“Hiking is a wonderful exercise,” he said. “It’s mentally relaxing and physically beneficial.”

Saunders looked for a deeper connection to the A.T. beyond just being on the footpath. He joined the Mountain Club of Maryland (MCM), holding various roles, including club president, hike leader, and, currently, the supervisor of shelters.

“To make the A.T. happen, volunteers do a valuable and important function that is of great public benefit,” he said.

View from Beamis Mountain in Maine.

Volunteers and Trail maintainers, often described as the “heart and soul of the A.T.,” go above and beyond to assist with large-scale A.T. projects, like the National Park Service (NPS) Visual Resource Inventory (VRI).

Previously called “Enjoy the View,” the VRI is the process of evaluating scenic and visual resources both within and outside the boundaries of a park unit. VRI looks at visual resources both manmade and natural, moving and stationary, such as a landform or body of water. It features everything visible on the landscape, which is referred to interchangeably as a view, viewscape, viewshed, or scenic resource.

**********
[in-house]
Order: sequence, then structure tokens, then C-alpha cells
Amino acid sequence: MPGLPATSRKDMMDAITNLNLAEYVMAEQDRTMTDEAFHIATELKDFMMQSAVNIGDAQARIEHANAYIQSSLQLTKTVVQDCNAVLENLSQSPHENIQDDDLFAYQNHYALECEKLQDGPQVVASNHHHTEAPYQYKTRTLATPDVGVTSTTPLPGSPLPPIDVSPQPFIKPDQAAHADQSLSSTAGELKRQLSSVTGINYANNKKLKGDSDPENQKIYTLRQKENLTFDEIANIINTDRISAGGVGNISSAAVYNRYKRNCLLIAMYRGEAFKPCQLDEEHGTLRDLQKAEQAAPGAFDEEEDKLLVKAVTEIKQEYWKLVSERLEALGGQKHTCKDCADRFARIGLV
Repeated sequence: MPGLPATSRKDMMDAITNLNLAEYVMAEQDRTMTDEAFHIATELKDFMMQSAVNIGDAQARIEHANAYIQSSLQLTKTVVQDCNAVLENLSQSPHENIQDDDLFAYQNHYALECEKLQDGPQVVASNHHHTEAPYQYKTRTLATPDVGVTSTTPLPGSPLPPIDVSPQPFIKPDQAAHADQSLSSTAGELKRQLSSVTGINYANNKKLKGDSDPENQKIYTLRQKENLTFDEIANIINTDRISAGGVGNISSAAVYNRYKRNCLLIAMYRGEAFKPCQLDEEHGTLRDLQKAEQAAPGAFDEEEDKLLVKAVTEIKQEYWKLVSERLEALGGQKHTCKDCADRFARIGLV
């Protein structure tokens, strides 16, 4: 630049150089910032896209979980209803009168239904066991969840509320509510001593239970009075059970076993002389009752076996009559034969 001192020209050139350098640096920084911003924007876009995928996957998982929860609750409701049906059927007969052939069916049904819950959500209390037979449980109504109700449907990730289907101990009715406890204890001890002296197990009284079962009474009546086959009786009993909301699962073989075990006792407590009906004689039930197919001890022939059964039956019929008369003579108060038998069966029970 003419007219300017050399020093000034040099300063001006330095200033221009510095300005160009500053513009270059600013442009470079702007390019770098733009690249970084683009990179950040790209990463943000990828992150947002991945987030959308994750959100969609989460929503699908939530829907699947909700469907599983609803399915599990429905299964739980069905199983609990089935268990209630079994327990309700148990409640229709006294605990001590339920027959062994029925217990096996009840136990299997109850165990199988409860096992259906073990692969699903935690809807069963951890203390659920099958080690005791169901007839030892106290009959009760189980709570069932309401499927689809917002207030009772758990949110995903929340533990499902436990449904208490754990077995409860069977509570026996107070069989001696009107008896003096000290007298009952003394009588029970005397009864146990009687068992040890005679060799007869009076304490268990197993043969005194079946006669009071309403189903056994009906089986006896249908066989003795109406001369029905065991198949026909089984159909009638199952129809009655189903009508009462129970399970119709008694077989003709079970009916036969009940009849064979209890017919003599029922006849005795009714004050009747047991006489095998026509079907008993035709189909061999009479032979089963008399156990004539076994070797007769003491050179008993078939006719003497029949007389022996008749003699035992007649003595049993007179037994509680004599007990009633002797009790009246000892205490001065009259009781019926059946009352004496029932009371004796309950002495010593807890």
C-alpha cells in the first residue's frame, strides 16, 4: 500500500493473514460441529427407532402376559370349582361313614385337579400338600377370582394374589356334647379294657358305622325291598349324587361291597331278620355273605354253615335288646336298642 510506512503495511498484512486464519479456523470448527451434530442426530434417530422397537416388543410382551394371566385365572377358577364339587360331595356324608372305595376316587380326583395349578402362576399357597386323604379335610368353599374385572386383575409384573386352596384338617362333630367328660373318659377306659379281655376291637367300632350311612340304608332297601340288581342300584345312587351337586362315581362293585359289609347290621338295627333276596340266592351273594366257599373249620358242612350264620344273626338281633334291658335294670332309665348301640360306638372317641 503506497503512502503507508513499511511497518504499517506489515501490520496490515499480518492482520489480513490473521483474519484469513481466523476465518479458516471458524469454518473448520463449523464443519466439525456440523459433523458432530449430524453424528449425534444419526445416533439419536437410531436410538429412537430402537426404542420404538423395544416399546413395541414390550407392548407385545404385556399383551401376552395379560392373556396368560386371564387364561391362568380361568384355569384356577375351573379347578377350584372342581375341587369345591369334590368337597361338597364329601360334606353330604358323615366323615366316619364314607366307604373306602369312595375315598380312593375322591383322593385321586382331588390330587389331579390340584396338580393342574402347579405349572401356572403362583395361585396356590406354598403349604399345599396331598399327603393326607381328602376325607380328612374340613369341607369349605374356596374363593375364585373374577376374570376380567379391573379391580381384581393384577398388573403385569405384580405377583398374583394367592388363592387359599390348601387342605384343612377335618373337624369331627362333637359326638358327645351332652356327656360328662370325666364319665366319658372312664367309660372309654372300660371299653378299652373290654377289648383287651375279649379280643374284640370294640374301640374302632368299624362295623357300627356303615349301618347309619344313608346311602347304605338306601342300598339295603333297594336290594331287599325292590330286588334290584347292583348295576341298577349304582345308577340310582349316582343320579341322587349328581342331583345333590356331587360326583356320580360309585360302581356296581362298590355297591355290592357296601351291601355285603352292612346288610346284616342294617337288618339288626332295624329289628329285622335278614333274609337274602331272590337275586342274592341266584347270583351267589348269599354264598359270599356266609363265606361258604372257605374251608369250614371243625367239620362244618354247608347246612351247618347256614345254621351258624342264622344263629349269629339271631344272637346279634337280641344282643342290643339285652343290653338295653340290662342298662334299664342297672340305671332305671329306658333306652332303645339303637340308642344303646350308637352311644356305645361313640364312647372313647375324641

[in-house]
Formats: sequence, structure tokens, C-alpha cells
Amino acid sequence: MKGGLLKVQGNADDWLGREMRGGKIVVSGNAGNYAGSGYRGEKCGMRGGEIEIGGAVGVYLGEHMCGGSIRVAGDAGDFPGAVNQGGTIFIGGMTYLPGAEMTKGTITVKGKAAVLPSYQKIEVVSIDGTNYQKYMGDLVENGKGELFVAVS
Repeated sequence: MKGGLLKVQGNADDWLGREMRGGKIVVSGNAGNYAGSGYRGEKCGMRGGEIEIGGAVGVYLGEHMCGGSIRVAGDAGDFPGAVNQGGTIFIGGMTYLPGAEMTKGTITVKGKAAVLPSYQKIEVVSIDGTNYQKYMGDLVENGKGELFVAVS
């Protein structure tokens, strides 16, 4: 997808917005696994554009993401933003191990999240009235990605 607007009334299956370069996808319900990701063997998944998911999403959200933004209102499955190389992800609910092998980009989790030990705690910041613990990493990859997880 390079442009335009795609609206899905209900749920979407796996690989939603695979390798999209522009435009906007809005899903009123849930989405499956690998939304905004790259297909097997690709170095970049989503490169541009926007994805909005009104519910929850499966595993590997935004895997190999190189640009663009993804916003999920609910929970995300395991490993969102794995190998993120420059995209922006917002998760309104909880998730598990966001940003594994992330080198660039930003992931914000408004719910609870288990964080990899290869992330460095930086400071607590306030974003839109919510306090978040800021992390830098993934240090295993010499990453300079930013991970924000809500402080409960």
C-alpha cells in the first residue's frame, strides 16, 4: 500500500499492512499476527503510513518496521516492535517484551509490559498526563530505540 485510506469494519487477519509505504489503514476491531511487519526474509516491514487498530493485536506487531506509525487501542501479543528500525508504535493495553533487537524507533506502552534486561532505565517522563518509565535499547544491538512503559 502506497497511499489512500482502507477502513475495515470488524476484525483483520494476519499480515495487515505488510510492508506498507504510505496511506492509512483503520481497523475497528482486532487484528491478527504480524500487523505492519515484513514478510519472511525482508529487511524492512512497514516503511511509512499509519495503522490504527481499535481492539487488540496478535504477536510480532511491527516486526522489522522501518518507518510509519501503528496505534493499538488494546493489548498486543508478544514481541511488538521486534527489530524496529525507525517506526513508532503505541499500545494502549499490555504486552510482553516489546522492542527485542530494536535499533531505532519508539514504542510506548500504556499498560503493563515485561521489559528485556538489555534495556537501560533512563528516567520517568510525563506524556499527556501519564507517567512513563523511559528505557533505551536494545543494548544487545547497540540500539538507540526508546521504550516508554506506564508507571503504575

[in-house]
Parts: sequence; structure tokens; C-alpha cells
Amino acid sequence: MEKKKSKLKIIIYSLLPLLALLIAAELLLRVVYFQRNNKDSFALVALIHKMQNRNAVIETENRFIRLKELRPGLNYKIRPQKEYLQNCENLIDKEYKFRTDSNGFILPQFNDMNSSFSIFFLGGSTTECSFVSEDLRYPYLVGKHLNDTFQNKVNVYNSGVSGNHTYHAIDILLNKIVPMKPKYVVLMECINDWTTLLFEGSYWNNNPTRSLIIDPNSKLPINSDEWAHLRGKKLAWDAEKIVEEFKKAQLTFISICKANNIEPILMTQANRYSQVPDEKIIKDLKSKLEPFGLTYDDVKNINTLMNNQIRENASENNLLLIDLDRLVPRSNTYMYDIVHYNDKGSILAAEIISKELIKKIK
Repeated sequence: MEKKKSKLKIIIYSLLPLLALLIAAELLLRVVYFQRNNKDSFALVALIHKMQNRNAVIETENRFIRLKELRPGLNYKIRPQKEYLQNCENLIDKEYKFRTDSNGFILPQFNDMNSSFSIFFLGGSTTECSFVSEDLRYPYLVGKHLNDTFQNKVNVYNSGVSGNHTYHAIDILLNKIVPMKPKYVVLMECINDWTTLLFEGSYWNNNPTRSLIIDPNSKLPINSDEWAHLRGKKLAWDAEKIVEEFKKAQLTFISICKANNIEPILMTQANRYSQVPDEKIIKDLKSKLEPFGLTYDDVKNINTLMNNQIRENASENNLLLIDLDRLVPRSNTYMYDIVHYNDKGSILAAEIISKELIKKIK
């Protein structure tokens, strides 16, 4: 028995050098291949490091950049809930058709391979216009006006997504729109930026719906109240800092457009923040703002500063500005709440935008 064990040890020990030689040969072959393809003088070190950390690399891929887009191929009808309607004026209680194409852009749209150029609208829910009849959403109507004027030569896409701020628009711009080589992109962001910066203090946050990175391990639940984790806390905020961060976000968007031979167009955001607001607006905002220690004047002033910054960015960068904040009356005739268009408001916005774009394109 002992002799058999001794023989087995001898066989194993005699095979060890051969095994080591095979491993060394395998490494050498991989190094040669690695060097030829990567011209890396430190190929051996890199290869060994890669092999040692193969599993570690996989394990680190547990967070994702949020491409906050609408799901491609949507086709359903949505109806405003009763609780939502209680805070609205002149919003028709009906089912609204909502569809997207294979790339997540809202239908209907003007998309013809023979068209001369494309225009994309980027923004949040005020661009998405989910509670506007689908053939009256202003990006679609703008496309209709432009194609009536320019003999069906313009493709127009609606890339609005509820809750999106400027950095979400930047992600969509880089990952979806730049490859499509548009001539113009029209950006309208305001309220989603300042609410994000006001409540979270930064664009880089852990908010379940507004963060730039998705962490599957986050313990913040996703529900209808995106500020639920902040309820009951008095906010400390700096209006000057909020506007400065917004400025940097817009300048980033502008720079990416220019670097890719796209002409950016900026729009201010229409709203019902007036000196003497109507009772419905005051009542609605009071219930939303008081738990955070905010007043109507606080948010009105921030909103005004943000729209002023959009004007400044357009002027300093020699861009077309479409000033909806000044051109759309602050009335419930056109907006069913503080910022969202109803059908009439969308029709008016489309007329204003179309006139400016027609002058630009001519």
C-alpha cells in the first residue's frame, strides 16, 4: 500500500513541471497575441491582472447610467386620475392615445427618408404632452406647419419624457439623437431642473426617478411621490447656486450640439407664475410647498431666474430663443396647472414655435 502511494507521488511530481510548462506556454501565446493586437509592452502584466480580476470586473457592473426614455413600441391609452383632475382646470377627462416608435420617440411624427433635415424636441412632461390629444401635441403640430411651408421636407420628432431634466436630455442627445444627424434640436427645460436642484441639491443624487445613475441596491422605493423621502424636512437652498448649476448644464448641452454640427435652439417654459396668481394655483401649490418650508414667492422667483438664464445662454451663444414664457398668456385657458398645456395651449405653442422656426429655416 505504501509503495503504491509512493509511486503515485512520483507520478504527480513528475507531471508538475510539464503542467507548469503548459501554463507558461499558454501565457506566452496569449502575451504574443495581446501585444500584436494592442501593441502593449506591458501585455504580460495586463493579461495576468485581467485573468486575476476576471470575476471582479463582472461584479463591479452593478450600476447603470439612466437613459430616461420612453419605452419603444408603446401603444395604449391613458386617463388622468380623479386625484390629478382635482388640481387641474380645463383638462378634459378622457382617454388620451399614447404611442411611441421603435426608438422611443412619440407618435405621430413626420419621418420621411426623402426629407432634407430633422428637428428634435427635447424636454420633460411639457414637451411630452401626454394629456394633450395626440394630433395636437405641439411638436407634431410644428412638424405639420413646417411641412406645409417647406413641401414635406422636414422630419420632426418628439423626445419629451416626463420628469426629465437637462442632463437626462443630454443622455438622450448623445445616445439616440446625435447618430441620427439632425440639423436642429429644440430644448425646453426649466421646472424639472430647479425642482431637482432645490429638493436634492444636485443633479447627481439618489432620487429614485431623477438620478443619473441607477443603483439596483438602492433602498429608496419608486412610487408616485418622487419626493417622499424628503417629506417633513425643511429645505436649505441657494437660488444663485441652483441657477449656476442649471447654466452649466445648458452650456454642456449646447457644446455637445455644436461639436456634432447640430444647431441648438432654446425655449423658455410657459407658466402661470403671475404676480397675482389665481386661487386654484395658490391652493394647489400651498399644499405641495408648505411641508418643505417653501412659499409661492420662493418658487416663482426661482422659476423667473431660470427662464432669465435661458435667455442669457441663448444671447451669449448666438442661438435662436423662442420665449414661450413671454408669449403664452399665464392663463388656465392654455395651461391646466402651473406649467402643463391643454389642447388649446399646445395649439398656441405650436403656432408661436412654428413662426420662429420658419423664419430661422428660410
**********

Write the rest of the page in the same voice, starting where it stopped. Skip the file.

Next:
“With the Visual Resource Inventory, we are creating a baseline dataset, both capturing photograph documentation of the views in this moment of time and assigning a value tied to the elements of that view,” said Roy.

The VRI assessment process started with a 2019 pilot program undertaken by the Appalachian Trail Conservancy (ATC) and partners, which resulted in 70 field assessments. The ultimate goal of the VRI is embedded in long-term A.T. landscape protection: by evaluating the Trail’s visual resources and understanding what qualities contribute to A.T. views, we are better positioned to protect views from external threats like urban and suburban growth, and climate change, and internally through strong management practices and intensive planning.